Most HIV-positive US youth don't know they're sick, study finds
More than a quarter of new HIV infections in the United States strike young people aged 13 to 24 and 60 percent of those don't know they're sick, health officials said Tuesday.
An estimated 12,200 youth were infected with HIV in 2010, the Centers for Disease Control and Prevention (CDC) said in a new study.
Young gay and bisexual men and African American youths were hit hardest, and the study found a variety of reasons for risky behavior that increases the risk of contracting the virus.
Only 13 percent of high school students and 35 percent of 18 to 24-year-olds have been checked for HIV despite recommendations for routine testing.
The failure to test has contributed to the fact that young people are far less likely to get and stay in treatment programs that can keep the virus in check, help them stay healthy and reduce the risk of further transmission, according to the CDC.
"That so many young people become infected with HIV each year is a preventable tragedy," CDC Director Thomas Frieden said in a statement.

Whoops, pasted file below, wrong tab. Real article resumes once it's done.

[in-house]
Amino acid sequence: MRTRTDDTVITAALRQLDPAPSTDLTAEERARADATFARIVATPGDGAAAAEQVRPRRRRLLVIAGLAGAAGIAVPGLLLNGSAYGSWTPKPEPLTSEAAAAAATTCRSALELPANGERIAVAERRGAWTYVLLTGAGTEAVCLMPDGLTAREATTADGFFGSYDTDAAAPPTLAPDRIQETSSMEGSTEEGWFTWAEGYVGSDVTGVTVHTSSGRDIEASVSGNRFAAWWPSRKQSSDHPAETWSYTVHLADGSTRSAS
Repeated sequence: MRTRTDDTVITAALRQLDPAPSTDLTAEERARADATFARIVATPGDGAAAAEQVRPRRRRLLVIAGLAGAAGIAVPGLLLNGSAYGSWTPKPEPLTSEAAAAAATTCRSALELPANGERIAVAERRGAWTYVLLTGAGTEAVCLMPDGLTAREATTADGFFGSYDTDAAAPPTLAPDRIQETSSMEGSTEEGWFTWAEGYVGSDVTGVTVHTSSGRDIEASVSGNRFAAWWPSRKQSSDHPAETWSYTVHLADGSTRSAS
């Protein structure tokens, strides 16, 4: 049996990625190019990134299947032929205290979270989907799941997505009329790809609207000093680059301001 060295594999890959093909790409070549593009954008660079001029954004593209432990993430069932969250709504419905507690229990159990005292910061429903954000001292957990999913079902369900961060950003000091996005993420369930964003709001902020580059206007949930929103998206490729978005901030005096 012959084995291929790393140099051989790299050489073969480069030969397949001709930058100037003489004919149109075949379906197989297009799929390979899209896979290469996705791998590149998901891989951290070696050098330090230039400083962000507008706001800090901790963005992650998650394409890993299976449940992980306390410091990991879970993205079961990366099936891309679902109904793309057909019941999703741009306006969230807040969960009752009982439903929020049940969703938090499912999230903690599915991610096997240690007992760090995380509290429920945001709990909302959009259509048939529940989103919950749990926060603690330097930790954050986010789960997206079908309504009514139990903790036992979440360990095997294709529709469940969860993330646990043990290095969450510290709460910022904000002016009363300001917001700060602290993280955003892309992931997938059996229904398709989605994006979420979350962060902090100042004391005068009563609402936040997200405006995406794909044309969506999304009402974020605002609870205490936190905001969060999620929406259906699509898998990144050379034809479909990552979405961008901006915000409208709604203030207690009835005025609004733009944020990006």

"All young people can protect their health, avoid contracting and transmitting the virus, and learn their HIV status."
The CDC estimates that about 50,000 people are infected with HIV each year in the United States and that youth make up seven percent of the 1.1 million Americans living with HIV.
Nearly 60 percent of new infections among youth occur in American Americans, while 20 percent are among Hispanic youth and 20 percent among white youth. African Americans make up just 12.6 percent of the overall population.
Young men were also disproportionately affected, representing 83 percent of those infected.
This was primarily because of sharply higher rates among gay and bisexual males who were less likely to use condoms, and more likely to have multiple partners and drink alcohol or do drugs prior to having sex.
(c) 2012 AFP